The development of a Chinese IR theory can explain the country’s views on international relations and what approaches to follow in managing relations with America. Of particular importance is China’s views on the international order. The liberal international order created by America is rejected because it is viewed as a threat to the communist ideology and the continuity of the one-party state. Chinese scholars also use realism to explain power competition with America. The two countries observe the international system and security through different lenses, which leads to different interpretations of each other’s ambitions and intentions. A difference in the economic and political policy agendas of the two countries is used as a last approach.

The American administration’s decision to downsize its African involvement gives China more opportunities to enter the African marketplace and increase military engagement. China is achieving great success with its economic diplomacy and other forms of soft power, for example cultural and public diplomacy. In addition, China will continue to promote cooperation with African countries under the BRI. From the American point of view, the Prosper Africa Initiative holds great promise to increase American-African trade and strengthen bilateral economic relationships. America has the ability to retain a competitive advantage over China if all the instruments of national power is used.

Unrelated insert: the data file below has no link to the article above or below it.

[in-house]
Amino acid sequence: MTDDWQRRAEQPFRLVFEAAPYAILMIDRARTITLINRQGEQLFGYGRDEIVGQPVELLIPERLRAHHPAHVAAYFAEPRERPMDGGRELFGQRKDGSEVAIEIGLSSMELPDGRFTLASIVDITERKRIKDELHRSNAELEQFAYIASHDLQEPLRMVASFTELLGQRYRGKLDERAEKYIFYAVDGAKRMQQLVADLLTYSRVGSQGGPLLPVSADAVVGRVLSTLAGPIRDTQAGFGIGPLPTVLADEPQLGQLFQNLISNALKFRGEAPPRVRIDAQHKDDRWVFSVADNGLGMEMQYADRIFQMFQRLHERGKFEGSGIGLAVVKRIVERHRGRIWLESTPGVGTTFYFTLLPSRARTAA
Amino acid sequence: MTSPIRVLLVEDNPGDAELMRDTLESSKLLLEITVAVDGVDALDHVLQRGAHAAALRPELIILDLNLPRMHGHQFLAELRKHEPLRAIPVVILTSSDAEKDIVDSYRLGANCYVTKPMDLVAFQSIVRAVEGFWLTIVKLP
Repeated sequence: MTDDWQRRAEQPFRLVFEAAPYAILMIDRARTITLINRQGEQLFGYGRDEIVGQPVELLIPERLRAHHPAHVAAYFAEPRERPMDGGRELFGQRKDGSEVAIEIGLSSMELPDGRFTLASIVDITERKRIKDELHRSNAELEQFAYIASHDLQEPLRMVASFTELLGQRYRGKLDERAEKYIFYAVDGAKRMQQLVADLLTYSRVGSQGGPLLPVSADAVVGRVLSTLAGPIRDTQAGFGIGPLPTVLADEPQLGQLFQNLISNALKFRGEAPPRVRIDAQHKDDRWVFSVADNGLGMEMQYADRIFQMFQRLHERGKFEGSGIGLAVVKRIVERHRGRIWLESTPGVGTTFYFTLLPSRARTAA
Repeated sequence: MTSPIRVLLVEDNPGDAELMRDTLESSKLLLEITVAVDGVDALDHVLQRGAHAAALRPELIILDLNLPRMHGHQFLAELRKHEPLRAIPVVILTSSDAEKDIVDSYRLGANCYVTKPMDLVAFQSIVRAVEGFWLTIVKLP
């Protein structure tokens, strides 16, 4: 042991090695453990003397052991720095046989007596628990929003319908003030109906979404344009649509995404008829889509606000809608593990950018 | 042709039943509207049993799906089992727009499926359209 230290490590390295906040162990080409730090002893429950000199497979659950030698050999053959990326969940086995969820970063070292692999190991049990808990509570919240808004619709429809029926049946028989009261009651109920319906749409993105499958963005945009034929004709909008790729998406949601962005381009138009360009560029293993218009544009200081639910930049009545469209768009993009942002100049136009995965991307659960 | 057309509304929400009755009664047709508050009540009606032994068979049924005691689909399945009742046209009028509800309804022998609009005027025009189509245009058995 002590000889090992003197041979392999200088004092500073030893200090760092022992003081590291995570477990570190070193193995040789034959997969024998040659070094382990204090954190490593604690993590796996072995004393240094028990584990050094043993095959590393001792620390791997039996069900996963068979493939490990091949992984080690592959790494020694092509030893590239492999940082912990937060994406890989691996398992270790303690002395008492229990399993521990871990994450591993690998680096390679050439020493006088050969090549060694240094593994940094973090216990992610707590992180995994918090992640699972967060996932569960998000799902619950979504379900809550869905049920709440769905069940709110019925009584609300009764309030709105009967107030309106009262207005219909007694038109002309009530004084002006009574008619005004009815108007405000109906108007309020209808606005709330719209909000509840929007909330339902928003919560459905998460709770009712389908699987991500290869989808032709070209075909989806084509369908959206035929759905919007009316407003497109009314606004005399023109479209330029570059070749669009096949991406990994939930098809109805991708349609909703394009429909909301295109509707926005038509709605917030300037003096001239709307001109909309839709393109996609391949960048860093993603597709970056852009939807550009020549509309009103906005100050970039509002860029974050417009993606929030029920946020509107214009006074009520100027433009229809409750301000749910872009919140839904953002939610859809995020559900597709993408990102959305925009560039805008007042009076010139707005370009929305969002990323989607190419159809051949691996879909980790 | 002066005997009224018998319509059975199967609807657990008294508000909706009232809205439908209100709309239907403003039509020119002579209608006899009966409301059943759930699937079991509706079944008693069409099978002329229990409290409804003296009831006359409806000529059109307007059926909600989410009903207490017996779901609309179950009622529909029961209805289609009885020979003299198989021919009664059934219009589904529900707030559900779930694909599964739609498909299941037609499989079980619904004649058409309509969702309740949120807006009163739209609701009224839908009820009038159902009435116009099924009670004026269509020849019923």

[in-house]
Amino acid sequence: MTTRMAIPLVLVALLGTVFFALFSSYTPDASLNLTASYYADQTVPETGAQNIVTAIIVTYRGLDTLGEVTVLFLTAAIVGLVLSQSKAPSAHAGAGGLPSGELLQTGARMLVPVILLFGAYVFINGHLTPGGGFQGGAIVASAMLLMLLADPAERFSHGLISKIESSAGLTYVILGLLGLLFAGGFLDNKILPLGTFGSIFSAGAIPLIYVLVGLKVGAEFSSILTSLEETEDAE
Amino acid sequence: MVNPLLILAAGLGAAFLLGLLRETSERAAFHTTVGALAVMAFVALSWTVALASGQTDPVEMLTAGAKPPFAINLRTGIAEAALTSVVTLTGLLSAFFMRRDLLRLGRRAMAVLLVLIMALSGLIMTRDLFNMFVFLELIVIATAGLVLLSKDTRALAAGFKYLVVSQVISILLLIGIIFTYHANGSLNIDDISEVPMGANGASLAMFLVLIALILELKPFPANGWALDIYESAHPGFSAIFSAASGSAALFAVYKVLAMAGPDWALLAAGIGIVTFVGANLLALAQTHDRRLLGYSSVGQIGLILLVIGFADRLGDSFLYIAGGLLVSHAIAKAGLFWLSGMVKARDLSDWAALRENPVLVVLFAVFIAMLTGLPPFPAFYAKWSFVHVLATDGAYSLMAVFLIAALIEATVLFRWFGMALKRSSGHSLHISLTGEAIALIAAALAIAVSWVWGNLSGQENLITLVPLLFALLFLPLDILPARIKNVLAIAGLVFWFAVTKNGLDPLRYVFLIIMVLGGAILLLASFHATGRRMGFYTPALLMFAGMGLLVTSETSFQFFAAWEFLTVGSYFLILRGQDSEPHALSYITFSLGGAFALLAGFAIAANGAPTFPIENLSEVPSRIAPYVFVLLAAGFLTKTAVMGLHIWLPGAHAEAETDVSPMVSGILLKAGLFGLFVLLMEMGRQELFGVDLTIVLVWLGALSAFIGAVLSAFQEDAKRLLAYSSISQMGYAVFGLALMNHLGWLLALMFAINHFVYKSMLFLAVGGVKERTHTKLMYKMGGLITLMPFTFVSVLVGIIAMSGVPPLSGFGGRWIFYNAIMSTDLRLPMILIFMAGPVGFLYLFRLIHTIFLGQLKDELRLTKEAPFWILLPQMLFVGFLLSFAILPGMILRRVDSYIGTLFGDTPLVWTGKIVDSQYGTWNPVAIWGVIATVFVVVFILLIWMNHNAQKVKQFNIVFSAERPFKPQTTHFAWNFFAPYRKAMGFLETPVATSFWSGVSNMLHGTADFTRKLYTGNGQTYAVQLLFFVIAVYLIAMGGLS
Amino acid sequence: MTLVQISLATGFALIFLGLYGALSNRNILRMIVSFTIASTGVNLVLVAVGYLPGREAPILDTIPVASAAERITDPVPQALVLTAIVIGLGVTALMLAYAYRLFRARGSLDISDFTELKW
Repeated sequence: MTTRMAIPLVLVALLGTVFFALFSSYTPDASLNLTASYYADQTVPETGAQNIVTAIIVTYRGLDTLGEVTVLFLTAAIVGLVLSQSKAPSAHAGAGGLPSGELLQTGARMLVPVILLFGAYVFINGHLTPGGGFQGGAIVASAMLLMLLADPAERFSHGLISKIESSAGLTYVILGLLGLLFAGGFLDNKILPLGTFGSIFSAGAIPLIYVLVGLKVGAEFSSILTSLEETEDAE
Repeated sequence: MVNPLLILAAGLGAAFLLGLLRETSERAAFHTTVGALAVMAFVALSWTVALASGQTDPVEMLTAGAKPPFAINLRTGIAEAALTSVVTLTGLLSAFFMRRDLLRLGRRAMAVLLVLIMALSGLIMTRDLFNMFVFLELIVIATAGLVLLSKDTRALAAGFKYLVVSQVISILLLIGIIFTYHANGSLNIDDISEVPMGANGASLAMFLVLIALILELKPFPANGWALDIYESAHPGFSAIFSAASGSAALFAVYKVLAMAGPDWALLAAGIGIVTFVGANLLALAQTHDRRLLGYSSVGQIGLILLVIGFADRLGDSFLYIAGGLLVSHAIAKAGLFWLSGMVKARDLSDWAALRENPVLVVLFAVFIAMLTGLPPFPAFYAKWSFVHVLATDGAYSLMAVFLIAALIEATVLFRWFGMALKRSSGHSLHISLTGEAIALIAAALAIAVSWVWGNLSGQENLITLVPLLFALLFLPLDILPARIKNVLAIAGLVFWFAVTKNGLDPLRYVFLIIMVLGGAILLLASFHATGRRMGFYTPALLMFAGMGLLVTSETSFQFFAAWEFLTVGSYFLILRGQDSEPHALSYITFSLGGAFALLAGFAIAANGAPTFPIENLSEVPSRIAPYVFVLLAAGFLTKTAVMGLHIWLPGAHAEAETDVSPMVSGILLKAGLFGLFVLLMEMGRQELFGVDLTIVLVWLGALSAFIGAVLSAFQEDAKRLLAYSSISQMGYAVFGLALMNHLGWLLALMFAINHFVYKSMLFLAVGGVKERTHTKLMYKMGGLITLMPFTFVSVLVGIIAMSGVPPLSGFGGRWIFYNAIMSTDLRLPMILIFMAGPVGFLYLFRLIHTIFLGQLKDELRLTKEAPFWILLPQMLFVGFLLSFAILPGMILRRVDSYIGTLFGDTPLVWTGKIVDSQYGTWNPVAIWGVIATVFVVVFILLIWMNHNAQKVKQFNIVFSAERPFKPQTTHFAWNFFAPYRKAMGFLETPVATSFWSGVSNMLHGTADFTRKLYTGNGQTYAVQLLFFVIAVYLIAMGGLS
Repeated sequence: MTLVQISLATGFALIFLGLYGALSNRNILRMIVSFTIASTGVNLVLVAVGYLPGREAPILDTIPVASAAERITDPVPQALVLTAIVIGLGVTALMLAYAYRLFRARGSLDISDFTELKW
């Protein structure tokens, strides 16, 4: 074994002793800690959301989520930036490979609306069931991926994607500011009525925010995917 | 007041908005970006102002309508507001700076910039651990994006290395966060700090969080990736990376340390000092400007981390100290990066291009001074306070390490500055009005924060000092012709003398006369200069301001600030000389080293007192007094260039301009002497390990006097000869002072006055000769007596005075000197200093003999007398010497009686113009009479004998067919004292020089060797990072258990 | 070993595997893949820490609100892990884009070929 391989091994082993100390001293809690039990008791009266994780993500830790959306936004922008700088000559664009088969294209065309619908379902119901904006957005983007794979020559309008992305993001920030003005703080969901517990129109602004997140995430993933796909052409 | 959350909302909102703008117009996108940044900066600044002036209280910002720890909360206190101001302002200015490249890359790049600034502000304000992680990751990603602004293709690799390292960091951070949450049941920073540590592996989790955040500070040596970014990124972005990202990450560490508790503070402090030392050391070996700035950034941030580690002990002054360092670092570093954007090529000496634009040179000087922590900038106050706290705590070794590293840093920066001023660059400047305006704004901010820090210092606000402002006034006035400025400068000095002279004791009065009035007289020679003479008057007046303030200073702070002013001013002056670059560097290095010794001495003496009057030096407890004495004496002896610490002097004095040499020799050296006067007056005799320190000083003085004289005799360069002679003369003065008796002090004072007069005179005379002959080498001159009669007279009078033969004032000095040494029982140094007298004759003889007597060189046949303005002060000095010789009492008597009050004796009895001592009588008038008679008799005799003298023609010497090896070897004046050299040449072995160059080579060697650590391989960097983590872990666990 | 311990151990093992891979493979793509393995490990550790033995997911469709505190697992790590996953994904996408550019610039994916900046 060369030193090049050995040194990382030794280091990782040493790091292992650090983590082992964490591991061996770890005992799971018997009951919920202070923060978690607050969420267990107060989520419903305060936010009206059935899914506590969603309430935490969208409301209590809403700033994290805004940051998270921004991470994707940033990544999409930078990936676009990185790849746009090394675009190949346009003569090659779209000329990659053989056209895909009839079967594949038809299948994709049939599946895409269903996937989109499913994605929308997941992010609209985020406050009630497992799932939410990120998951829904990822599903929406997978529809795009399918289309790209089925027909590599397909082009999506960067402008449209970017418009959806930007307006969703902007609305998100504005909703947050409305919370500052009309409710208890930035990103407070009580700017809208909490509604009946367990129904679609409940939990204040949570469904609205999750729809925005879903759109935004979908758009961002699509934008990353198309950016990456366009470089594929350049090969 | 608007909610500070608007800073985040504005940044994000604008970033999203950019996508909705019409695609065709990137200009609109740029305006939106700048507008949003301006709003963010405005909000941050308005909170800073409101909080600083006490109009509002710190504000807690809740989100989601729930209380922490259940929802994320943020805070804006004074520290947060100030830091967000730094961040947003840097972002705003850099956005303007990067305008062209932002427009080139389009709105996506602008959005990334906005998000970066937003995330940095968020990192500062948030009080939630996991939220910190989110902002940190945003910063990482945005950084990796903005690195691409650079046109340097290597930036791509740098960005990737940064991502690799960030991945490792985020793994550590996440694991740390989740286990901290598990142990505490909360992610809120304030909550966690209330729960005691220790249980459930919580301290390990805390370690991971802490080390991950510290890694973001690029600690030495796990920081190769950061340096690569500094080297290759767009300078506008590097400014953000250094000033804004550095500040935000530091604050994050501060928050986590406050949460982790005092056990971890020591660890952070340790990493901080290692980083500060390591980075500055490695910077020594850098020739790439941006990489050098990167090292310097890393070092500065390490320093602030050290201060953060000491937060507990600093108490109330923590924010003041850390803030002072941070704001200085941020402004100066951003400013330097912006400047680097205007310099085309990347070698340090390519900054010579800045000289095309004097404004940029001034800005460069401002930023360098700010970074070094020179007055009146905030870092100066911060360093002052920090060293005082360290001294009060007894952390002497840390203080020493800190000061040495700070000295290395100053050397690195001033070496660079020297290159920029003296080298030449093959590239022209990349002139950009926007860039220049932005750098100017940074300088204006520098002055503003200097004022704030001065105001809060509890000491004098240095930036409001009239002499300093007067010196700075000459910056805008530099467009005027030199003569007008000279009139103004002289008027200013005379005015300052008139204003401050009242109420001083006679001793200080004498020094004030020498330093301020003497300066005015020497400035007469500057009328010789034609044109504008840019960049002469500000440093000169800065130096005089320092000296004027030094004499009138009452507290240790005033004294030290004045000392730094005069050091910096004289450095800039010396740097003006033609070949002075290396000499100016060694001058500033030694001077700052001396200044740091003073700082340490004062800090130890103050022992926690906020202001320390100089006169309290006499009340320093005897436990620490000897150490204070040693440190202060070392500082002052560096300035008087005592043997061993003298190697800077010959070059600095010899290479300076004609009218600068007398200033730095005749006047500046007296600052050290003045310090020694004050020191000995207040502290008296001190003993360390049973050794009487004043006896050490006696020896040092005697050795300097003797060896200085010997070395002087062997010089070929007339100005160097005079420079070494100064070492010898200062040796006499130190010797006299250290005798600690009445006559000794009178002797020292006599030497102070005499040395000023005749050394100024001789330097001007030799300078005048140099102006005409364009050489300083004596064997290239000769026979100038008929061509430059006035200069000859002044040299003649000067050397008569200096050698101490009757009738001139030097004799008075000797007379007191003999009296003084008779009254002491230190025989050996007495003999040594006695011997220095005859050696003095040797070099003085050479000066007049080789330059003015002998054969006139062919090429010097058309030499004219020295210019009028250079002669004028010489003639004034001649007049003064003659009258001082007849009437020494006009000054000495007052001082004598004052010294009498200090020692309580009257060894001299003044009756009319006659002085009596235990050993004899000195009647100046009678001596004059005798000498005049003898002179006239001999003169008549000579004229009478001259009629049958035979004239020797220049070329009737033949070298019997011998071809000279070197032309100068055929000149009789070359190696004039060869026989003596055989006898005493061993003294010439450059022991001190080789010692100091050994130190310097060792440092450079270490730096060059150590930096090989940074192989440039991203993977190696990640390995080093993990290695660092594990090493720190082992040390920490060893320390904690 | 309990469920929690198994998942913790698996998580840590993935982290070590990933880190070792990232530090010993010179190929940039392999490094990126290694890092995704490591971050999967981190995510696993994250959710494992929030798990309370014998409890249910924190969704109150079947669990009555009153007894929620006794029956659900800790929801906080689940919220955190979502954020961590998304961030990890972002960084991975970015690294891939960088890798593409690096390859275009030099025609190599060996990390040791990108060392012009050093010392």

Finally, American-Chinese competition is growing from regional to international conflict. This competition for influence is particularly noticeable in the ideological differences between the two countries and international leadership in technology. The competition is stronger from the American administration. Both countries are also engaged in a battle for international military dominance, which affects international security. The strategic competition creates new models based on regional trade groupings which can lead to deglobalisation and a new international economic and political order: on the one side the current American liberal international order and on the other side the establishment of a China-centred international system.

Keywords: America’s African strategy; American-Chinese competition; China’s international ambitions; great power competition and international relations theory; National Security Strategy (NSS) of America; systemic and theoretical analysis

 

Lees die volledige artikel in Afrikaans

Amerikaans-Chinese wedywering: ’n Sistemiese en teoretiese ontleding